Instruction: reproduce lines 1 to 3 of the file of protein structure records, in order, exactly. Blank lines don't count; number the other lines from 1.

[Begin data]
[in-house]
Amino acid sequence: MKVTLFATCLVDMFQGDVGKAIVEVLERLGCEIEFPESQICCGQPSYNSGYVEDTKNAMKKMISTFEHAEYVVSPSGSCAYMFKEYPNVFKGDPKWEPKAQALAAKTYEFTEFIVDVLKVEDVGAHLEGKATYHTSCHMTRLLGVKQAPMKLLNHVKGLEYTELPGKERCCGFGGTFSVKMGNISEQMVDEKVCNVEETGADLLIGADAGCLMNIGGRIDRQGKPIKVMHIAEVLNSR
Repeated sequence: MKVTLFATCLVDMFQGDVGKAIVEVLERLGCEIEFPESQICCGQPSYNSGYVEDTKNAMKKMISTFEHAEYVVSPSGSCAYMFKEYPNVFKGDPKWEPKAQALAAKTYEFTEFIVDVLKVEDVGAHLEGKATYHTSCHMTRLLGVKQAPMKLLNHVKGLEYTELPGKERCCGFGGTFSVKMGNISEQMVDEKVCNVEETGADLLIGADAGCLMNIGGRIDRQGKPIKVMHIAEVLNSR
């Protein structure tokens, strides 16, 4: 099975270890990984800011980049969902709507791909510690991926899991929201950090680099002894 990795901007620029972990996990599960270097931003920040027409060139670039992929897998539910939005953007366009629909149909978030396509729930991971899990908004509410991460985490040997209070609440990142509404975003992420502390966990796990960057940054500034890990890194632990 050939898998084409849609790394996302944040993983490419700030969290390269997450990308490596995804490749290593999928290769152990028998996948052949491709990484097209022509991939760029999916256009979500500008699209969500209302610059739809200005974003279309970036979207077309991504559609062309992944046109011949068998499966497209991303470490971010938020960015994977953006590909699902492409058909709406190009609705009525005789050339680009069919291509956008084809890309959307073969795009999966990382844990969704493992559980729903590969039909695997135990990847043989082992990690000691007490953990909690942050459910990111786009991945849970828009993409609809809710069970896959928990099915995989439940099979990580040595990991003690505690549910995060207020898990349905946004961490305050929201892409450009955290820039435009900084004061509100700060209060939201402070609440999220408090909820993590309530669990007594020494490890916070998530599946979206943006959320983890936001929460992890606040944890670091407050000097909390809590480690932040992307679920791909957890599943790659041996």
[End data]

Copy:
[in-house]
Amino acid sequence: MKVTLFATCLVDMFQGDVGKAIVEVLERLGCEIEFPESQICCGQPSYNSGYVEDTKNAMKKMISTFEHAEYVVSPSGSCAYMFKEYPNVFKGDPKWEPKAQALAAKTYEFTEFIVDVLKVEDVGAHLEGKATYHTSCHMTRLLGVKQAPMKLLNHVKGLEYTELPGKERCCGFGGTFSVKMGNISEQMVDEKVCNVEETGADLLIGADAGCLMNIGGRIDRQGKPIKVMHIAEVLNSR
Repeated sequence: MKVTLFATCLVDMFQGDVGKAIVEVLERLGCEIEFPESQICCGQPSYNSGYVEDTKNAMKKMISTFEHAEYVVSPSGSCAYMFKEYPNVFKGDPKWEPKAQALAAKTYEFTEFIVDVLKVEDVGAHLEGKATYHTSCHMTRLLGVKQAPMKLLNHVKGLEYTELPGKERCCGFGGTFSVKMGNISEQMVDEKVCNVEETGADLLIGADAGCLMNIGGRIDRQGKPIKVMHIAEVLNSR